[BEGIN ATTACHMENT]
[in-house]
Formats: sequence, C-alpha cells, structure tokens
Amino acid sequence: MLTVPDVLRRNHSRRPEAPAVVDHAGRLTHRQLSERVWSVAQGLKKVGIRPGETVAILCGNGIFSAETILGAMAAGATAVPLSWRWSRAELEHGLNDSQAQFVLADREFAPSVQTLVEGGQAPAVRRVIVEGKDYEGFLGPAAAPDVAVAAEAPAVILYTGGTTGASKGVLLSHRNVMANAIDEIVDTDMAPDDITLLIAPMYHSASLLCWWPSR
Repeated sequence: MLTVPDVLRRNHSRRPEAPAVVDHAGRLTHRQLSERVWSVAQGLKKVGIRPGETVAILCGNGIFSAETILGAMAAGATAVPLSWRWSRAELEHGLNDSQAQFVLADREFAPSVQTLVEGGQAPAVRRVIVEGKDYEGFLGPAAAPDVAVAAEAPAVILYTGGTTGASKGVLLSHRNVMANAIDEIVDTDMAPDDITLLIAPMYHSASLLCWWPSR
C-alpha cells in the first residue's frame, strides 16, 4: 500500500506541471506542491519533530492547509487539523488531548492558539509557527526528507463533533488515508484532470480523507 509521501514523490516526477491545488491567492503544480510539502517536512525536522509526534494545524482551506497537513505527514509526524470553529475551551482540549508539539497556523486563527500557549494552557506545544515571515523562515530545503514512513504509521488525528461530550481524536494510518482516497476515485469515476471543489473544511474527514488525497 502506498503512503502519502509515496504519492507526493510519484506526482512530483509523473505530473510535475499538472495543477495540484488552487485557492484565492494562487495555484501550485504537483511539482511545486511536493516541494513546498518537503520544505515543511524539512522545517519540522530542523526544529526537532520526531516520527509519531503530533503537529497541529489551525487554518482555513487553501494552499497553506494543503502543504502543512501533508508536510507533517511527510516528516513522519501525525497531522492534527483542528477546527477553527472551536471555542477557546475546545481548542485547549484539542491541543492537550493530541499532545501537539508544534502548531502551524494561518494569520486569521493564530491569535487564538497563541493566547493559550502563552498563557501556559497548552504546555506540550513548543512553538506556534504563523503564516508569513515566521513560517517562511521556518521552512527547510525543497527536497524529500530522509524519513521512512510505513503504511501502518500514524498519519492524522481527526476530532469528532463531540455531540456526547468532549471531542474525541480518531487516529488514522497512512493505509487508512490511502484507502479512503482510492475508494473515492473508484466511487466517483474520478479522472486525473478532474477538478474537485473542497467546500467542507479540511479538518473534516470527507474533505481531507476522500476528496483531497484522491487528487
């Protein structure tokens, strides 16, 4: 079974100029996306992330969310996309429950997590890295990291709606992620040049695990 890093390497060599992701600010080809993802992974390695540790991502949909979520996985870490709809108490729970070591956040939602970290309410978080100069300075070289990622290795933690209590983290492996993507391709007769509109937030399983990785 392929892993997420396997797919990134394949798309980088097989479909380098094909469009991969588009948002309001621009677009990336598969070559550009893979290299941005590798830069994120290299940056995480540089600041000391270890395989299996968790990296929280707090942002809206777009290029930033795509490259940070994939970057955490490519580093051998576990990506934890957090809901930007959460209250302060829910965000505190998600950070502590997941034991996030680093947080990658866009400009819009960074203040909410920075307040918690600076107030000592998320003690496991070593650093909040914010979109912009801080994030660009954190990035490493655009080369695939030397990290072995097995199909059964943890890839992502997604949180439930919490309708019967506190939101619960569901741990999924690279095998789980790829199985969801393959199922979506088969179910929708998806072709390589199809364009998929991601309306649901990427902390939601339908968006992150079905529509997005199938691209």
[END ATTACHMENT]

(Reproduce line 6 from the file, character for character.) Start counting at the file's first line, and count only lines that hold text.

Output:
């Protein structure tokens, strides 16, 4: 079974100029996306992330969310996309429950997590890295990291709606992620040049695990 890093390497060599992701600010080809993802992974390695540790991502949909979520996985870490709809108490729970070591956040939602970290309410978080100069300075070289990622290795933690209590983290492996993507391709007769509109937030399983990785 392929892993997420396997797919990134394949798309980088097989479909380098094909469009991969588009948002309001621009677009990336598969070559550009893979290299941005590798830069994120290299940056995480540089600041000391270890395989299996968790990296929280707090942002809206777009290029930033795509490259940070994939970057955490490519580093051998576990990506934890957090809901930007959460209250302060829910965000505190998600950070502590997941034991996030680093947080990658866009400009819009960074203040909410920075307040918690600076107030000592998320003690496991070593650093909040914010979109912009801080994030660009954190990035490493655009080369695939030397990290072995097995199909059964943890890839992502997604949180439930919490309708019967506190939101619960569901741990999924690279095998789980790829199985969801393959199922979506088969179910929708998806072709390589199809364009998929991601309306649901990427902390939601339908968006992150079905529509997005199938691209």